We had high hopes for PabLo after he came out of the gates with a full tick of extra velocity on his fastball and earning a 25% K rate, 1.08 WHIP, and 4.03 ERA through his first seven frames. Then a horrible 10 ER day launched the start of constant turmoil for Lopez, dancing between starts of 0 ER and 7 strikeouts and 6 ER with just a strikeout to salvage. He never quite looked like his exciting self by the end of the season, carrying with him an extended injury stint and a ghastly ERA above the 5.00 mark. There’s work to be done.

 

Fastball (59% usage)

I really bought into the excitement of PabLo’s increased velocity last March, showcasing not one, but two ticks above 2018’s numbers early in the spring. That 94/95 turned into 93/94 come the season, but 94 mph velocity with solid tail on a four-seamer can still work very well. When his command of the heater worked, he was able to pair it with his changeup with ease and life was bliss. However, it constantly evaded him. Lopez isn’t a pitcher nailing corners, game planning with heat in mind. And while his changeup is a strong offering, it doesn’t work without this fastball laying the groundwork.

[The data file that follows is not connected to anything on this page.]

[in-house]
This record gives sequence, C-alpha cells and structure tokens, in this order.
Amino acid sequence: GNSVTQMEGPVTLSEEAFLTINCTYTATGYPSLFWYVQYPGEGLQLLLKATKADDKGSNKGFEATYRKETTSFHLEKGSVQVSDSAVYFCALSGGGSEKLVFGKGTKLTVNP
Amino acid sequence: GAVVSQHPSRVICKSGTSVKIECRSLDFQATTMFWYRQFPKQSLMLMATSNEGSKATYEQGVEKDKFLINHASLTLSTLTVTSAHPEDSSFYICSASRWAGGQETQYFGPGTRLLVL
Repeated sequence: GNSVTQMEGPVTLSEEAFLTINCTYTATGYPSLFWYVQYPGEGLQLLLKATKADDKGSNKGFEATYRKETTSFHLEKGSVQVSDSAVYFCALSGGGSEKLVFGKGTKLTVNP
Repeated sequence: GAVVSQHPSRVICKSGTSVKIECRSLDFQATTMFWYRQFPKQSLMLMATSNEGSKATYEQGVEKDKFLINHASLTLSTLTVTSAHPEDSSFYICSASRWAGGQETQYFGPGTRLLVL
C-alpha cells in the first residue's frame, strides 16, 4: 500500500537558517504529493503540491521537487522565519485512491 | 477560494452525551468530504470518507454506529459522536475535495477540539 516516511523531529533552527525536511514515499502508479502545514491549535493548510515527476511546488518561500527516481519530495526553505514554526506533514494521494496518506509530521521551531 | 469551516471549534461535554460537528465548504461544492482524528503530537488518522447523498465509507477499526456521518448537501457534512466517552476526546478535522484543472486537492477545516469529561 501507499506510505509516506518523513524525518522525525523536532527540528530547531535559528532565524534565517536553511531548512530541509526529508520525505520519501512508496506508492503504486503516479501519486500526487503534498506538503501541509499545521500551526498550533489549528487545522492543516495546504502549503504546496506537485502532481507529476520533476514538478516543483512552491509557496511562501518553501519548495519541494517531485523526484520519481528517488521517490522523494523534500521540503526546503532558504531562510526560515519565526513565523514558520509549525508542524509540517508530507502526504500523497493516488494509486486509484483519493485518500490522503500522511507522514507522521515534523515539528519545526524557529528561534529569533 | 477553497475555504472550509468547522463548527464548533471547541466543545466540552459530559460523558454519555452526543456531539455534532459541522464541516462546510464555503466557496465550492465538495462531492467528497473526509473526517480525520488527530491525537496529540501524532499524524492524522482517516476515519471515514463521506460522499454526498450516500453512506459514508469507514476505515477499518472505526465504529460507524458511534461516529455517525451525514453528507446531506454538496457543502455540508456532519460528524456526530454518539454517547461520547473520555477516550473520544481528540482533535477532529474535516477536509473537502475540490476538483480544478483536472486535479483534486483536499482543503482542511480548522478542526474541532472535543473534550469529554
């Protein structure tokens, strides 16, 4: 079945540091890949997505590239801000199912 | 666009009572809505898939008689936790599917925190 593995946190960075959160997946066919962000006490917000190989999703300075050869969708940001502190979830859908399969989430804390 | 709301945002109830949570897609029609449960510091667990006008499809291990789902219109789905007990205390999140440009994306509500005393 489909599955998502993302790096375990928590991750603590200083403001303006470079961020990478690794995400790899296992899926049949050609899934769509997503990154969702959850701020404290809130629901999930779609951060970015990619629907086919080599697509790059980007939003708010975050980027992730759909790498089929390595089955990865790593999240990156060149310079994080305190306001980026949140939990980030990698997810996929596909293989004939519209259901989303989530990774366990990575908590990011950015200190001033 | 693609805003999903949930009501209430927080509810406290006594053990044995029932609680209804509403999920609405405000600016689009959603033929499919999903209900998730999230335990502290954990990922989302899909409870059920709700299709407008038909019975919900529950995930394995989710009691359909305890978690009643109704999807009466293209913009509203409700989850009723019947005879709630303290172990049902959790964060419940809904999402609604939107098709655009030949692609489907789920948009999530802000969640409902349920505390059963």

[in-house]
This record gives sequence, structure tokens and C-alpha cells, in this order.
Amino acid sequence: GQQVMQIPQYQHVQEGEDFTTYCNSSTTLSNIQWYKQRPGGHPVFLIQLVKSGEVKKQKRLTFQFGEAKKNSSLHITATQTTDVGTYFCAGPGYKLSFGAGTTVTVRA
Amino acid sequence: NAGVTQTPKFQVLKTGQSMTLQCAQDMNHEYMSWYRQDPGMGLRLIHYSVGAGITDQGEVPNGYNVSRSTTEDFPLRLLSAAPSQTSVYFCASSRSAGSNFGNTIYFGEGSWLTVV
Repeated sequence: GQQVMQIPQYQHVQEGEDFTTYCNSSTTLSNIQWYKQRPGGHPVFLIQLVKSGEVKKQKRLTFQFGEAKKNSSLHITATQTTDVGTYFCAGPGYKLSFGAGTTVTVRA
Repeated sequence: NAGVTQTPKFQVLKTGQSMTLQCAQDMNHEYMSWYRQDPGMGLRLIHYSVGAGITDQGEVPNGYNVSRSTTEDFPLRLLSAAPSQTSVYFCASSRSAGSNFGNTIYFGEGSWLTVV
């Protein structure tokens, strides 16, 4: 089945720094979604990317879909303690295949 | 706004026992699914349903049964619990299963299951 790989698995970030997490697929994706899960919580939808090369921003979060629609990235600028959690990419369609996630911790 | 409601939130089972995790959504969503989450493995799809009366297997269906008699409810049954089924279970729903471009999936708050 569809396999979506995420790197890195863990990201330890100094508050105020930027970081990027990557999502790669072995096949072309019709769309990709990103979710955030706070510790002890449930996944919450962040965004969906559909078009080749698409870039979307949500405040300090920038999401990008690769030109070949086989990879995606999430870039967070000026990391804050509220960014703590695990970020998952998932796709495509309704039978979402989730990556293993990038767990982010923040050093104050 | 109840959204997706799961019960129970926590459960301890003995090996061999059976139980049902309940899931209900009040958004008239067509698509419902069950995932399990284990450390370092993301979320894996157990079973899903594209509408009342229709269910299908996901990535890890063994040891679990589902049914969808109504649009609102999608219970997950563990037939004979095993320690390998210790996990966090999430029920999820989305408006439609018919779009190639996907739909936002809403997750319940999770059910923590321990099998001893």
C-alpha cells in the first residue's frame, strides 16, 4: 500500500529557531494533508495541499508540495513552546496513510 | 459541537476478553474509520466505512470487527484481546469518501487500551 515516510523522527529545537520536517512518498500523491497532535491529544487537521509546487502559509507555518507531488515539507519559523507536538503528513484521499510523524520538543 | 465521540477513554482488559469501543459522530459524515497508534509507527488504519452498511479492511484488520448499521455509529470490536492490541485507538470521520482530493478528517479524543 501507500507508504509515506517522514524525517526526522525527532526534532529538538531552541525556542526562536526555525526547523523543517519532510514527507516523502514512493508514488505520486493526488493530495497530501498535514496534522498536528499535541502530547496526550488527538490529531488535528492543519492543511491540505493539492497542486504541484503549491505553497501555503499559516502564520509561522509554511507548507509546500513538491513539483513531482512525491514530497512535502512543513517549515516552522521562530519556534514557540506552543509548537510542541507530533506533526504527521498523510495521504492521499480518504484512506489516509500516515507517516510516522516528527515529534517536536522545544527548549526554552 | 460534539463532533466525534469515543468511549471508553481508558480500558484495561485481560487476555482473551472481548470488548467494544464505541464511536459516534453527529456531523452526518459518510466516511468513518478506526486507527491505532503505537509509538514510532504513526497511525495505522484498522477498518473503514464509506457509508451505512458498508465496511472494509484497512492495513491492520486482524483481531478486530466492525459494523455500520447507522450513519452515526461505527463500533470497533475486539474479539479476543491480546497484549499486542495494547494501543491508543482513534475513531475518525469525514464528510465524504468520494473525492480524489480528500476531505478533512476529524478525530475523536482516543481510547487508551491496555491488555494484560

Among this four-seamer, was a sinker that did a great job inducing swings out of the zone (37%+ O-Swing!) and I wonder if he’ll use the pitch more often in 2020, raising its usage from the current 18% mark. If it’s closer to 30% with four-seamers acting as more of a high offering late and jammed pitches early, it’ll help setup his other stuff better. For now, he can’t get away with the status quo.

 

Changeup (22% usage)

The slowball is Lopez’s best offering by far, even if it wasn’t quite always there for him this year. It’s a money pitch—46% O-Swing, 43% Zone rate, 17% SwStr rate—as he could throw it in any count and as a strike-getter or a chase pitch. Just going fastball/changeup could work for Lopez on the days that his curveball isn’t there, which may be often. Look for a higher tick in usage this season and hopefully a push toward the 20% SwStr mark if he’s locating fastballs well to set up the pitch properly.

And let’s say his curveball turns into a strong option he can throw for strikes without fear. You can expect this changeup jumping from a 25% strikeout rate toward 30% and beyond quickly. It’s certainly good enough.